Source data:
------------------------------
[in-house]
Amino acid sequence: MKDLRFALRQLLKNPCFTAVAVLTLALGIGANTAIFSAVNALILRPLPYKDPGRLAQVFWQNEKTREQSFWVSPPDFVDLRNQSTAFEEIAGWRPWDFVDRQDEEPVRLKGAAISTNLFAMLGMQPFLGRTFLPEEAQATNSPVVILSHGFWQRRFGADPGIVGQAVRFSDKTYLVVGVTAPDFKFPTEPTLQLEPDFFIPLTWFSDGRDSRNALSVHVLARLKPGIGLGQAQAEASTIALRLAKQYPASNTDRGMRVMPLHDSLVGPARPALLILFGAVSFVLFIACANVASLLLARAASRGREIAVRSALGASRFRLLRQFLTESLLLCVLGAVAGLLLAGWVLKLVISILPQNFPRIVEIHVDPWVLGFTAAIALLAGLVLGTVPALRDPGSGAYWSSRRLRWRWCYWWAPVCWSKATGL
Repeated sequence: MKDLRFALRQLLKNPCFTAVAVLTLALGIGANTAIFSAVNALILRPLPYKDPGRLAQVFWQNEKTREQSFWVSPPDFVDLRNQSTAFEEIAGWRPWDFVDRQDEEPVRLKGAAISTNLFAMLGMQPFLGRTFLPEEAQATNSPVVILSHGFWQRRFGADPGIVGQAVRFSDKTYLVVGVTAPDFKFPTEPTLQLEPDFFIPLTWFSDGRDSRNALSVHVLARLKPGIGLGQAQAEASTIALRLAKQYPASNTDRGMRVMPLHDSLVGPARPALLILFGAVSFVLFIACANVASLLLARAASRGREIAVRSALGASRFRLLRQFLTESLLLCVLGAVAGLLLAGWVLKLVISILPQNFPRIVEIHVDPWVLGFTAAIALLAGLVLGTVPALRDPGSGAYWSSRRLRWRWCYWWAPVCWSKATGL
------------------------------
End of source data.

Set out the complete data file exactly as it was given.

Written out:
[in-house]
Amino acid sequence: MKDLRFALRQLLKNPCFTAVAVLTLALGIGANTAIFSAVNALILRPLPYKDPGRLAQVFWQNEKTREQSFWVSPPDFVDLRNQSTAFEEIAGWRPWDFVDRQDEEPVRLKGAAISTNLFAMLGMQPFLGRTFLPEEAQATNSPVVILSHGFWQRRFGADPGIVGQAVRFSDKTYLVVGVTAPDFKFPTEPTLQLEPDFFIPLTWFSDGRDSRNALSVHVLARLKPGIGLGQAQAEASTIALRLAKQYPASNTDRGMRVMPLHDSLVGPARPALLILFGAVSFVLFIACANVASLLLARAASRGREIAVRSALGASRFRLLRQFLTESLLLCVLGAVAGLLLAGWVLKLVISILPQNFPRIVEIHVDPWVLGFTAAIALLAGLVLGTVPALRDPGSGAYWSSRRLRWRWCYWWAPVCWSKATGL
Repeated sequence: MKDLRFALRQLLKNPCFTAVAVLTLALGIGANTAIFSAVNALILRPLPYKDPGRLAQVFWQNEKTREQSFWVSPPDFVDLRNQSTAFEEIAGWRPWDFVDRQDEEPVRLKGAAISTNLFAMLGMQPFLGRTFLPEEAQATNSPVVILSHGFWQRRFGADPGIVGQAVRFSDKTYLVVGVTAPDFKFPTEPTLQLEPDFFIPLTWFSDGRDSRNALSVHVLARLKPGIGLGQAQAEASTIALRLAKQYPASNTDRGMRVMPLHDSLVGPARPALLILFGAVSFVLFIACANVASLLLARAASRGREIAVRSALGASRFRLLRQFLTESLLLCVLGAVAGLLLAGWVLKLVISILPQNFPRIVEIHVDPWVLGFTAAIALLAGLVLGTVPALRDPGSGAYWSSRRLRWRWCYWWAPVCWSKATGL